# Forming tracks of coordinates depending on distance

I have a list that consists of certain number of coordinates sub-lists (here 8).

(The following data are only an example to describe my problem.)

list={
{1,{{1.00,1.00},{2.00,2.00},{3.00,3.00},{4.00,4.00},{5.00,5.00}}},
{2,{{2.01,2.01},{3.01,3.01},{1.01,1.01},{5.01,5.01},{4.01,4.01}}},
{3,{{1.02,1.02},{3.02,3.02},{4.02,4.02},{6.02,6.02},{5.02,5.02}}},
{4,{{7.00,7.00},{1.03,1.03},{6.03,6.03}}},
{5,{{1.50,1.50},{4.04,4.04},{6.04,6.04},{7.04,7.04}}},
{6,{{1.51,1.51},{4.05,4.05},{7.03,7.03},{6.05,6.05}}},
{7,{{2.50,2.50},{7.00,7.00},{5.01,5.01},{4.03,4.03},{8.01,8.01}}},
{8,{{2.51,2.51},{6.00,6.00},{7.01,7.01},{4.04,4.04},{8.02,8.02}}}
};


Each coordinate sub-list can have a different length.

Depending on the next-neareast coordinate between neighboured sub-lists (which should be below a certain threshold distance, here I assume 0.2) the list should be reformed, so that tracks is obtained.

tracks={
{{1,{1.,1.}},{2,{1.01,1.01}},{3,{1.02,1.02}},{4,{1.03,1.03}}},
{{1,{2.,2.}},{2,{2.01,2.01}}},{{1,{3.,3.}},{2,{3.01,3.01}},{3,{3.02,3.02}}},
{{1,{4.,4.}},{2,{4.01,4.01}},{3,{4.02,4.02}}},
{{1,{5.,5.}},{2,{5.01,5.01}},{3,{5.02,5.02}}},
{{3,{6.02,6.02}},{4,{6.03,6.03}},{5,{6.04,6.04}},{6,{6.05,6.05}}},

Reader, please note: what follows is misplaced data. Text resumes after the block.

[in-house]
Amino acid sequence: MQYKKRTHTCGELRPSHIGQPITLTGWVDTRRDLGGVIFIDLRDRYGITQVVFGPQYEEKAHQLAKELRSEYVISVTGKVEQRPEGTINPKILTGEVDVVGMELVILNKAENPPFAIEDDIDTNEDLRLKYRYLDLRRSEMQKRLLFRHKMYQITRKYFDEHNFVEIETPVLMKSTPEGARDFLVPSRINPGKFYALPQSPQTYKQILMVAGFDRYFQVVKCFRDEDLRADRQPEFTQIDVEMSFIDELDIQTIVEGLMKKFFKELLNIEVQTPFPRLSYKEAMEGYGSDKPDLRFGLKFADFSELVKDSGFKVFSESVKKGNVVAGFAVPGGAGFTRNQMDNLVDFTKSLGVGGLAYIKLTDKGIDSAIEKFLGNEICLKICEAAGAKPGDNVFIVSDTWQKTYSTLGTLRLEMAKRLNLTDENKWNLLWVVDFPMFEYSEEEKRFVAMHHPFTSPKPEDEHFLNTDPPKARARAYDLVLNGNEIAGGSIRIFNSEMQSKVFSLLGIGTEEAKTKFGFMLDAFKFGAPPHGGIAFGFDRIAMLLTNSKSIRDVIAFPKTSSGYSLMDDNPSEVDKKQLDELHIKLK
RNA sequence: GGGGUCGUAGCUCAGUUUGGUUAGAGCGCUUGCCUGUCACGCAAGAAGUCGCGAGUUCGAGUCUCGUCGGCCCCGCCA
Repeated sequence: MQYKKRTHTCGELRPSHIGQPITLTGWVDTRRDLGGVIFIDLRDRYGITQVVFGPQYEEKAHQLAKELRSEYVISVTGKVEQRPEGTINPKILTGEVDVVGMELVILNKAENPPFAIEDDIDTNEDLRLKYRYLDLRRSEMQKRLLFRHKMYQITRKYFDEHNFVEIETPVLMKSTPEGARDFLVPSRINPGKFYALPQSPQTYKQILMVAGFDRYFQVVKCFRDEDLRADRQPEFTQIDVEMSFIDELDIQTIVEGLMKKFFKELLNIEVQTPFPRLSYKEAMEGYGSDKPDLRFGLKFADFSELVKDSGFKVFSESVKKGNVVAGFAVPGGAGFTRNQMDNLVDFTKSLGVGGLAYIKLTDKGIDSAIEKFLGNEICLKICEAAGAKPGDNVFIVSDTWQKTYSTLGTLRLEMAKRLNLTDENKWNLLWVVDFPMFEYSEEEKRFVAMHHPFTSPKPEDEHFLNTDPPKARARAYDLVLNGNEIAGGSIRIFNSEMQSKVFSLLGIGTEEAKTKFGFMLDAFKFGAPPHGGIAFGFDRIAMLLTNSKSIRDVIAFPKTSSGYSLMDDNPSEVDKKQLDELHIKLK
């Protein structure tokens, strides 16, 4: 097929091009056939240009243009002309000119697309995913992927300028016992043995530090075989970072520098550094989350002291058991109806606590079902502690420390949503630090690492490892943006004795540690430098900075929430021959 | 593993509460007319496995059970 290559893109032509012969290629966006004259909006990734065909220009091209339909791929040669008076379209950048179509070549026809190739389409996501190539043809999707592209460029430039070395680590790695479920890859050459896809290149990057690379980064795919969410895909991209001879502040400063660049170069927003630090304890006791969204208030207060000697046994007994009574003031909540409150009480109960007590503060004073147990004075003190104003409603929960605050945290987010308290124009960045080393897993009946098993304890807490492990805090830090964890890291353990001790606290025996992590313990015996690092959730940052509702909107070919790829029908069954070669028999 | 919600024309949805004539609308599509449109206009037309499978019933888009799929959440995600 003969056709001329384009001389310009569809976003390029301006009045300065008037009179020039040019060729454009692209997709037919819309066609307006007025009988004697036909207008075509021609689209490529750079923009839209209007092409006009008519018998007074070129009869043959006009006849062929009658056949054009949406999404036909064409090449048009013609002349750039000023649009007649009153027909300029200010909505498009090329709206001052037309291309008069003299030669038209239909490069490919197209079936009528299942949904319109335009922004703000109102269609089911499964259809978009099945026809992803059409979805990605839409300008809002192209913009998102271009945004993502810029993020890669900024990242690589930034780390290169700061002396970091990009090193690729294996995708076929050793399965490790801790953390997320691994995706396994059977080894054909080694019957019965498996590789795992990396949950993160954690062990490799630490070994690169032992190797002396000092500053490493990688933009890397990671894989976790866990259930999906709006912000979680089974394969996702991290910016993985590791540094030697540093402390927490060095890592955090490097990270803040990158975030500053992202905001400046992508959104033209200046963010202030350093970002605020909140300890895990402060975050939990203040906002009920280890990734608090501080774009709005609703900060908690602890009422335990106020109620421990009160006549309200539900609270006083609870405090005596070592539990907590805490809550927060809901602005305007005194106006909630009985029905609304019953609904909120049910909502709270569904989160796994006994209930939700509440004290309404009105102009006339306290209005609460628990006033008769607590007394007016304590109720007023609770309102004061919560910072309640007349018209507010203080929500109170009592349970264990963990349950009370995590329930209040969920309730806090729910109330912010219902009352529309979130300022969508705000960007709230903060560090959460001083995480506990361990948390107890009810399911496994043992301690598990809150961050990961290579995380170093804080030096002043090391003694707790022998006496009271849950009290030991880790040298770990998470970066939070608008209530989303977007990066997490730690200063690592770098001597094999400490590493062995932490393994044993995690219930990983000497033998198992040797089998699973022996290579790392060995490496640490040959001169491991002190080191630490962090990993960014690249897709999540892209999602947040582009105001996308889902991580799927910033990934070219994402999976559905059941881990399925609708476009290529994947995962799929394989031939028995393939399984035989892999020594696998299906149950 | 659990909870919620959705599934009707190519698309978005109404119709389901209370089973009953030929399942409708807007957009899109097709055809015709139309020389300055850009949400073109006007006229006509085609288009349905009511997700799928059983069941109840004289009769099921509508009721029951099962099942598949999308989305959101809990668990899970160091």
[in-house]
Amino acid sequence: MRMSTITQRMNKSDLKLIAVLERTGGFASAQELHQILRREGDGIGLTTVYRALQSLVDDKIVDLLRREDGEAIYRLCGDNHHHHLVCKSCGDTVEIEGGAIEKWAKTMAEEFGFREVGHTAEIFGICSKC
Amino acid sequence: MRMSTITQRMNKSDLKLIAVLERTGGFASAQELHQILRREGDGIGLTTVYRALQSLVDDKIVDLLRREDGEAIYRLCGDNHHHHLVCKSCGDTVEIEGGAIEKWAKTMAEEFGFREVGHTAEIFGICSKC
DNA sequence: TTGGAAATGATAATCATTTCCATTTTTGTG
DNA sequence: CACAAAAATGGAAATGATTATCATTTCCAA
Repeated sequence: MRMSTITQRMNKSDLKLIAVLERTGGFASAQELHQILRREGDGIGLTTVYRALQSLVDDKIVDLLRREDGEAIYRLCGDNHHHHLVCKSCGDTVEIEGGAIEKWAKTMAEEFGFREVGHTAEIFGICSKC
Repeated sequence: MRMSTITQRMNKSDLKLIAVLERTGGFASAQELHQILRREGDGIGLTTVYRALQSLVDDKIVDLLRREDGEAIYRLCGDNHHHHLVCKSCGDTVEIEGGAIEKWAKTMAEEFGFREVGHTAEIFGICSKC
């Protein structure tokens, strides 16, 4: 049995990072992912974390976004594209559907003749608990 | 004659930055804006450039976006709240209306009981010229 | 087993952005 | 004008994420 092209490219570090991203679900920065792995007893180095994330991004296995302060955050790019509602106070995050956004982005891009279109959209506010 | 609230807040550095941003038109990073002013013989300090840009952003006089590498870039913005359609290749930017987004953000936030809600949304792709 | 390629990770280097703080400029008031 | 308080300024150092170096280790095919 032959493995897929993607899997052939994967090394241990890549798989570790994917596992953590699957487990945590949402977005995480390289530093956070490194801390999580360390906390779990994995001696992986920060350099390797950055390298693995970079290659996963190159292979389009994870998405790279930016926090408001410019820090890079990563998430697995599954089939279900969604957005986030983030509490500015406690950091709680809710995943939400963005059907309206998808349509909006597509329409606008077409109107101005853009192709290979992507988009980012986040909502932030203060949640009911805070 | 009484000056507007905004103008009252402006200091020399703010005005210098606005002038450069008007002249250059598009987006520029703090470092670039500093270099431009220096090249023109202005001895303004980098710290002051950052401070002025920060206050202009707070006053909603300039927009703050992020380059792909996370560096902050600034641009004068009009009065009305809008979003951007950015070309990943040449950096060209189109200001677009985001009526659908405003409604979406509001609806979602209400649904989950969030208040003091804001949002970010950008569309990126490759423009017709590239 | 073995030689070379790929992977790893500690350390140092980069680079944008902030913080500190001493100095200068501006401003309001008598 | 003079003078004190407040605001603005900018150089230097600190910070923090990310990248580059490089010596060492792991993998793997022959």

{{4,{7.,7.}},{5,{7.04,7.04}},{6,{7.03,7.03}},{7,{7.,7.}},{8,{7.01,7.01}}},
{{5,{1.5,1.5}},{6,{1.51,1.51}}},
{{5,{4.04,4.04}},{6,{4.05,4.05}},{7,{4.03,4.03}},{8,{4.04,4.04}}},
{{7,{2.5,2.5}},{8,{2.51,2.51}}},
{{7,{5.01,5.01}}},
{{7,{8.01,8.01}},{8,{8.02,8.02}}},
{{8,{6.,6.}}}
}


Please use (also for speed testing) a set of some real data which are available here: https://pastebin.com/rEzbC1kH.

Since I am not experienced enough with mathematica the only way what I can do is to use a do loop and then compare each coordinate of sub-list i (1=<i<=8) with the coordinates of sub-list i+1, determine the corresponding nearest neighbour (always only one is existing) and then continute this way ...

How would you solve this?

Background information:

I am using a high speed camera and recording laser illuminated dust-like particles in a plasma. They all usually have a nearly constant spacing whereby they randomly move in small steps around their mean positions (step width << mean particle distance). During the observation time some can be lost since they move out of the laser beam and others can appear. One main part after finding the objects coordinates is to track them in time. The problem (“object/particle detection and tracking”) is very important e.g. in physics, biology and medicine.

In Matlab, Python (here trackpy is very famous) and IDL there are many (sophisticated) solutions for this problem, but until now I did not find anything in mathematica which solves this problem. I am surprised about that because mathematica is very strong in images analysis as well in list operations.

Example movie: